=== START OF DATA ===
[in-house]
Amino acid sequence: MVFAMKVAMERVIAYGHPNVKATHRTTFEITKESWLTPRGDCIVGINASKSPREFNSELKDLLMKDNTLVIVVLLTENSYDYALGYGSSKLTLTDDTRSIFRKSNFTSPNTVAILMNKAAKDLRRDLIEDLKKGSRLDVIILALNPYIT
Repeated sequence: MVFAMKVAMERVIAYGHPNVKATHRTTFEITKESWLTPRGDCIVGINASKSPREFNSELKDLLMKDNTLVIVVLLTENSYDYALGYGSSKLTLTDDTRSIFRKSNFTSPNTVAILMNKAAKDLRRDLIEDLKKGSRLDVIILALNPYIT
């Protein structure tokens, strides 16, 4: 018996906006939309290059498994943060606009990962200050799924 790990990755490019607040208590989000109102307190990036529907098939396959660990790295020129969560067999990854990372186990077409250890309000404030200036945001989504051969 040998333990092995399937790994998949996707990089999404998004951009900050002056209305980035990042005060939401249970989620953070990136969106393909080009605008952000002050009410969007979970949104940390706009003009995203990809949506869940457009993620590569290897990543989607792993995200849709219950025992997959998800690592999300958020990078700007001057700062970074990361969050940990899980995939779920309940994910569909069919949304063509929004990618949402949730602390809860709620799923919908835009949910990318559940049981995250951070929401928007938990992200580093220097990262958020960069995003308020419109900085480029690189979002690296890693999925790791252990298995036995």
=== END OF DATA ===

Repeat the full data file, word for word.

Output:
[in-house]
Amino acid sequence: MVFAMKVAMERVIAYGHPNVKATHRTTFEITKESWLTPRGDCIVGINASKSPREFNSELKDLLMKDNTLVIVVLLTENSYDYALGYGSSKLTLTDDTRSIFRKSNFTSPNTVAILMNKAAKDLRRDLIEDLKKGSRLDVIILALNPYIT
Repeated sequence: MVFAMKVAMERVIAYGHPNVKATHRTTFEITKESWLTPRGDCIVGINASKSPREFNSELKDLLMKDNTLVIVVLLTENSYDYALGYGSSKLTLTDDTRSIFRKSNFTSPNTVAILMNKAAKDLRRDLIEDLKKGSRLDVIILALNPYIT
């Protein structure tokens, strides 16, 4: 018996906006939309290059498994943060606009990962200050799924 790990990755490019607040208590989000109102307190990036529907098939396959660990790295020129969560067999990854990372186990077409250890309000404030200036945001989504051969 040998333990092995399937790994998949996707990089999404998004951009900050002056209305980035990042005060939401249970989620953070990136969106393909080009605008952000002050009410969007979970949104940390706009003009995203990809949506869940457009993620590569290897990543989607792993995200849709219950025992997959998800690592999300958020990078700007001057700062970074990361969050940990899980995939779920309940994910569909069919949304063509929004990618949402949730602390809860709620799923919908835009949910990318559940049981995250951070929401928007938990992200580093220097990262958020960069995003308020419109900085480029690189979002690296890693999925790791252990298995036995």